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Further-eastern European Time UTC+03:00

 Capital City Minsk

 Currency Belarusian ruble BYR

National Day  July 3

His Excellency Mr. Sergei Aleninik
Embassy of the Republic of Belarus
6 Kensington Court
London W8 5DL
T: 020 7937 3288
F: 020 7938 5985
E: uk.london@mfa.gov.by


His Excellency Sergei Aleinik arrived in London in February with his wife and youngest son. The couple’s elder son works and lives in Minsk. Mr Aleinik has visited many countries around the world, but he already feels like he is going to find London one of the best cities to work and live in: ‘the city is like a book that can never be read to the end.’

Growing up in Belarus, he started his career as a linguist, lecturing in German. During the first years of Belarus’ independence in the early 1990s, he undertook postgraduate studies in International Relations at The Diplomatic Academy of the Ministry of Foreign Affairs of Austria, which Mr Aleinik says ‘predetermined my future diplomatic career.’ His first posting was as a Consul in The Hague in 1995. He then became the Chargé d’Affaires in the Netherlands, before progressing to the rank of Ambassador to the United Nations Office in Geneva, the Holy See and the Sovereign Order of Malta.

From 2009, Mr Aleinik was the Deputy Foreign Minister of the Republic of Belarus, primarily in charge of bilateral relations with the countries of Asia, Africa, and North and South America. His key focus was to broaden the geography of Belarus’ diplomatic presence by opening new embassies – for example, in Brazil, Indonesia, Nigeria and Ethiopia. He was also deeply involved in maintaining Belarus’ positive interaction with the UN and other international organisations, including international financial institutions such as the European Bank for Reconstruction and Development. Mr Aleinik is proud of the important initiatives which Belarus’ UN membership has marked in the past few years: the recognition of the diverse means of progressive development, the establishment of a Global Partnership against Slavery and Human Trafficking, the addressing of energy-related issues, and the increased role of mid-income countries in sustainable development.

Now in London, his main plans and priorities are to build on the solid relationship between Belarus and the UK by strengthening the countries’ friendly ties ‘in all spheres of mutual interest, including politics, trade, economy, science, education and culture.’ Commenting on the UK’s status as a top ten trading partner, and also as the second largest foreign investment partner for Belarus, Mr Aleinik correspondingly highlights the need to ‘further enhance the level of intergovernmental and business contacts between our two countries.’ He points out that despite the world’s financial crisis, Belarus’ trade with the UK has only become stronger.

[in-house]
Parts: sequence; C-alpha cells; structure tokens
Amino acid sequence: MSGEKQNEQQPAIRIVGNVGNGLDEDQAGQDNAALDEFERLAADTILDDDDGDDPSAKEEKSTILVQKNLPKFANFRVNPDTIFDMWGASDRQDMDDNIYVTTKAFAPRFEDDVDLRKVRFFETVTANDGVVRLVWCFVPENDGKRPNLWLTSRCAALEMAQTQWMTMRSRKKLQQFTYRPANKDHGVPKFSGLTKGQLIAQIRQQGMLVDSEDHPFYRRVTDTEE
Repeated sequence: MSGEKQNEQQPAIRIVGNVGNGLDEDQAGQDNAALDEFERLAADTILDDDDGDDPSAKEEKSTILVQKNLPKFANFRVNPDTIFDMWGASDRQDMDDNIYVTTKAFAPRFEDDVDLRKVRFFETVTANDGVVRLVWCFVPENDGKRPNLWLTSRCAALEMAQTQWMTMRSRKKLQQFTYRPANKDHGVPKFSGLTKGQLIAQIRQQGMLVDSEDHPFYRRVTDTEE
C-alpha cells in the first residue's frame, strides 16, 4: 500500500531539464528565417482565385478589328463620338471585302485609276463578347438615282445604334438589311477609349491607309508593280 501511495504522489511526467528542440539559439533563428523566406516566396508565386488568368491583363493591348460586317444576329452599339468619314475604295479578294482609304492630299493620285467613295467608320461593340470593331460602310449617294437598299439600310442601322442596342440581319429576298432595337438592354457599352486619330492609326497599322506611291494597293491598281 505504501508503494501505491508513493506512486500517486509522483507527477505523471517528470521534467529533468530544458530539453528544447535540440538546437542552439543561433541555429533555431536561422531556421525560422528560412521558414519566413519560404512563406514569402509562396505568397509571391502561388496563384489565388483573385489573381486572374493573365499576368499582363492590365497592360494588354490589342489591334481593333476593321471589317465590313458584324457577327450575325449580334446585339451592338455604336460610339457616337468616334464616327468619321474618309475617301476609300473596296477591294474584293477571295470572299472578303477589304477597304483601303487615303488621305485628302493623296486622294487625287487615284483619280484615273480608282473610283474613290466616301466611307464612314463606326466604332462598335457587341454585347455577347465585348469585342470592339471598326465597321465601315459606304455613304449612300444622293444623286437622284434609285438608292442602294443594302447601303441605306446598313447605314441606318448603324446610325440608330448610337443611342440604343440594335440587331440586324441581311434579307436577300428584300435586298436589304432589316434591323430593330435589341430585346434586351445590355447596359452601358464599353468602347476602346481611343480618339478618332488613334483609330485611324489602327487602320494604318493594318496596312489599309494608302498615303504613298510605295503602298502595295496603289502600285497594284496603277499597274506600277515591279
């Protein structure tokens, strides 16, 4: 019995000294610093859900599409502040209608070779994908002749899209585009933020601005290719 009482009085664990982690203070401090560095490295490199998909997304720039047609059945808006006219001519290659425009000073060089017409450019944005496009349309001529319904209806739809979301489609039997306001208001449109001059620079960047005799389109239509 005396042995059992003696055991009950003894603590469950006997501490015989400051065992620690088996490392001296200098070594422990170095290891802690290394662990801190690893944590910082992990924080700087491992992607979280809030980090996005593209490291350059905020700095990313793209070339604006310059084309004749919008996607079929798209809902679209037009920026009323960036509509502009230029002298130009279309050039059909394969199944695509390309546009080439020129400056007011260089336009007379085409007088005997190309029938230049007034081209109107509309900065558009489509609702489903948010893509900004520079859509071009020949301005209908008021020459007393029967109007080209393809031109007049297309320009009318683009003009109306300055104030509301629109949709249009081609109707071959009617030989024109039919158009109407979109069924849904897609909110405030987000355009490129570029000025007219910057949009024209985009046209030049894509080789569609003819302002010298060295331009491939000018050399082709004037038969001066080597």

Yet another vital issue also binds UK-Belarusian relations: the maintenance and strength of bilateral humanitarian cooperation. ‘My country is grateful to the British people and the UK government for providing substantial assistance in mitigating the aftermath of the Chernobyl accident,’ Mr Aleinik says, ‘and especially for the programmes of vital medical treatment and recuperation for children from the contaminated areas of Belarus.’

He believes that Belarus’ major diplomatic goal is to strengthen its sustainable development and macro-economic stability. Mr Aleinik is well positioned to coordinate efforts with regards to this, having served as the Vice-Chairman of the Economic Commission for Europe of the UN (Geneva, 2003-05).  Citing Belarus’ promising geographic location at the crossroads between East and West, and its fruitful relationship not only with its traditional eastern trading partners – Russia, the Customs Union and the CIS countries – but also with the EU, he trusts that Belarus is in an excellent position to increase its economic potential. By strengthening his country’s ties to the UK, Mr Aleinik also intends to build on mutually beneficial ties with a wider international community: ‘Here in London, you have ample opportunities for the strengthening of bilateral linkages and the promotion of national interests, internationally.’

With such a clear statement of objectives and such superb credentials, Mr Aleinik can look forward to a highly rewarding and productive term in London.


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